TBFF Review: The Forgotten Kingdom

The Forgotten Kingdom 1

It is not every day that you hear about a New York director deciding to set his feature length debut in Lesotho. In The Forgotten Kingdom, director Andrew Mudge not only embraces his outsider status, but uses it to his advantage. He crafts a richly layered film about ancestry and discovery with a childlike sense of wonder.

The film revolves around Atang (Zenzo Ngqobe), a young man living in the slums of Johannesburg with no real sense of direction. Upon discovering that his estranged father has died, Atang reluctantly agrees to fulfill his father’s wishes of being buried in his childhood village of Lesotho. Though welcomed back to the village with open arms, Atang views the villagers and their customs as backwards, especially compared to his life in the bustling city. It also does not help that the villagers praise his father as a good man, a view that is starkly different than the version of the man Atang grew up with.

Blinded by his internal rage towards his late father, Atang fails to see the cultural and emotional significance that comes with life in Lesotho. It takes a reunion with an old friend Dineo (Nozipho Nkelemba), who Atang is immediately smitten with, and a chance meeting with a cunning local orphan (Lebohang Ntsane), to slowly open his eyes. Before he realizes it, Atang’s simple in and out trip soon turns into a harrowing journey of self-discovery.

The Forgotten Kingdom is a film that looks at the ways emotions, be it anger or shame, can cripple us as individuals. Atang’s journey may take place in Lesotho, however, the themes the film touches on are universal. Mudge explores how, despite our best efforts, we can never truly turn our back on the culture and history we are born into. Atang must not only walk in his father’s footsteps, but also learn to understand that parent/child dynamics are usually shaped with the best of intentions, even if it does not always appear that way on the surface.

The Forgotten Kingdom

Mudge is able to effectively convey these dynamics thanks in part to the wonderfully nuanced performances of his actors. Zenzo Ngqobe is perfectly cast as the moody Atang. His brooding mannerisms help to convey his characters smoldering rage, while still being likeable enough to make Atang’s transformation feel natural. Ngqobe also displays good chemistry with Nozipho Nkelemba, who is given several moments of her own to shine.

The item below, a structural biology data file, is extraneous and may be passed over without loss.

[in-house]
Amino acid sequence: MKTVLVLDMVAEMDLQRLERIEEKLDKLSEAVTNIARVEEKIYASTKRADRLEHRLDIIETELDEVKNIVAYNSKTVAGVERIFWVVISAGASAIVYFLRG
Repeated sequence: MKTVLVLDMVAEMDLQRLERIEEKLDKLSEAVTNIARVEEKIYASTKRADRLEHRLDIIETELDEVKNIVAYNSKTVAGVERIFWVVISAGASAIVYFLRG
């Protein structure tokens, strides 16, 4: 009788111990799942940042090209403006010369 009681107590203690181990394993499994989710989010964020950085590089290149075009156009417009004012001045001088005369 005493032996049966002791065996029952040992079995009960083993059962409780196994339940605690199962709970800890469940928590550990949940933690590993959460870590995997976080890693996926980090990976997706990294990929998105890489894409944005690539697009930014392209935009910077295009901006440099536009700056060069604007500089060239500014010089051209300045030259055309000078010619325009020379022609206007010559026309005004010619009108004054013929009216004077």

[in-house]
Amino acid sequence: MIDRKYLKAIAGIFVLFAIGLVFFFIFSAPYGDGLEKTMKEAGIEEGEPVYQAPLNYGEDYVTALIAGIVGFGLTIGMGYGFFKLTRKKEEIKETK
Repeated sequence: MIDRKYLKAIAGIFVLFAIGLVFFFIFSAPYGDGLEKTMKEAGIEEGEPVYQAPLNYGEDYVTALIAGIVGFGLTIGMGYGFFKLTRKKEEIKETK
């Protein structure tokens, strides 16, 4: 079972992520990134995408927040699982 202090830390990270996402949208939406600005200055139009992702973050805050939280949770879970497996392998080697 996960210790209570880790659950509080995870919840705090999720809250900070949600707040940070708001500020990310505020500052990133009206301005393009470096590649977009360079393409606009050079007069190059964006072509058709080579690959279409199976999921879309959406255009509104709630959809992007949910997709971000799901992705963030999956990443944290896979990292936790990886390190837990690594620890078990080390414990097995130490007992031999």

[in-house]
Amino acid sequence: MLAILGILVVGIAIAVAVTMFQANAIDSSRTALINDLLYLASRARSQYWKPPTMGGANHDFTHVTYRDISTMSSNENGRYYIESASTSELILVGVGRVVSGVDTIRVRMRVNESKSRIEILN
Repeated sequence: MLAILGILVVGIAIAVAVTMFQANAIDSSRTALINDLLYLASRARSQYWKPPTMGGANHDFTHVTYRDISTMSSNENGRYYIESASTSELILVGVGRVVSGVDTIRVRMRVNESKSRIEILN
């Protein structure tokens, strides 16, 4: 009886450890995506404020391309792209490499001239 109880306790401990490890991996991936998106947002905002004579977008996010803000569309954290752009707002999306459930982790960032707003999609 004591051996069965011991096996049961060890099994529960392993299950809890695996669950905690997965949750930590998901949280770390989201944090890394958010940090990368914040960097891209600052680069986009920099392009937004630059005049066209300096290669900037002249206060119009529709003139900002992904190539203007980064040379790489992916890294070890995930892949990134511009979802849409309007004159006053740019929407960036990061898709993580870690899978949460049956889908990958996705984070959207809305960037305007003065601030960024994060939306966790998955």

Though Ngqobe and Nkelemba deliver fine performances, it is Lebohang Ntsane and Lesotho itself who ultimately are the heart of the film. First time actor Lebohang Ntsane steals almost every scene he is in with his delicate mixture of comedy and wisdom. When he claims that his eyes are the dark clouds in the sky, you actually begin to believe him. His performance helps Andrew Mudge sell the overall mysticism that flows freely like the waterfalls within the land.

Mudge’s fresh eye and keen cinematography captures the lush landscape of Lesotho in an almost ethereal way. The tranquil beauty, and the fascinating culture it breeds, nicely plays into the theme of opening oneself to the messages that the universe is trying to convey to you.

While the whole idea of a son discovering himself in the wake of his father’s death is a familiar trope in films, Andrew Mudge finds a way to make it feel both fresh and complex. The Forgotten Kingdom is a surprisingly charming film that reminds us of the importance of embracing our true selves, even when it looks like a daunting task.